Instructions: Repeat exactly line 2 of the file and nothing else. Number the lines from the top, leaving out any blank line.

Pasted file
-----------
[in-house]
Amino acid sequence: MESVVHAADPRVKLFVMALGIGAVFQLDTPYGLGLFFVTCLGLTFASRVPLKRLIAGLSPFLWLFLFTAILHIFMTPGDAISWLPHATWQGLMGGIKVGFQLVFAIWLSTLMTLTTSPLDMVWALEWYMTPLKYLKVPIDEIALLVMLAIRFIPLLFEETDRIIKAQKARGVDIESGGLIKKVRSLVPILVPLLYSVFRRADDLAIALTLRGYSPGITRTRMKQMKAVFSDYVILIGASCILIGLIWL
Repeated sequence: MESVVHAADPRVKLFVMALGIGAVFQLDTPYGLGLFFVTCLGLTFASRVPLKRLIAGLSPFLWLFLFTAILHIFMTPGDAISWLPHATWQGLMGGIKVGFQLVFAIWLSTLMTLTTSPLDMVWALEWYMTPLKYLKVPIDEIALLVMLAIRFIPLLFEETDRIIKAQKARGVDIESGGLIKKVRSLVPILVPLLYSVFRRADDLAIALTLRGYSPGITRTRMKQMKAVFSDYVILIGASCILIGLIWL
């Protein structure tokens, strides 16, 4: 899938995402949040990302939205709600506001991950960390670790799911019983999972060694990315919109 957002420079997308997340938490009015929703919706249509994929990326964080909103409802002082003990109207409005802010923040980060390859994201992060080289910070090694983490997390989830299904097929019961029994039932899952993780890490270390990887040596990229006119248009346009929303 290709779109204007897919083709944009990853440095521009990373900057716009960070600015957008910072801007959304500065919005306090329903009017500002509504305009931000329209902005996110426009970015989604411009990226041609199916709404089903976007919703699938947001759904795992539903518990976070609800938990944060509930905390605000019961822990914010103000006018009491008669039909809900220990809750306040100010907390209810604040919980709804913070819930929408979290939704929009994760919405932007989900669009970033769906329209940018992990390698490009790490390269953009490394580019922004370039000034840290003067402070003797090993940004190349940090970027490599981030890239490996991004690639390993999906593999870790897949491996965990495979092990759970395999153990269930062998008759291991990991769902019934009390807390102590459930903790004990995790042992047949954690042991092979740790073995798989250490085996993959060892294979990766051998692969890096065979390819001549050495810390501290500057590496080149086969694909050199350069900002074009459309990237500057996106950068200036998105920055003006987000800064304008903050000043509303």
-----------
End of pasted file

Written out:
Amino acid sequence: MESVVHAADPRVKLFVMALGIGAVFQLDTPYGLGLFFVTCLGLTFASRVPLKRLIAGLSPFLWLFLFTAILHIFMTPGDAISWLPHATWQGLMGGIKVGFQLVFAIWLSTLMTLTTSPLDMVWALEWYMTPLKYLKVPIDEIALLVMLAIRFIPLLFEETDRIIKAQKARGVDIESGGLIKKVRSLVPILVPLLYSVFRRADDLAIALTLRGYSPGITRTRMKQMKAVFSDYVILIGASCILIGLIWL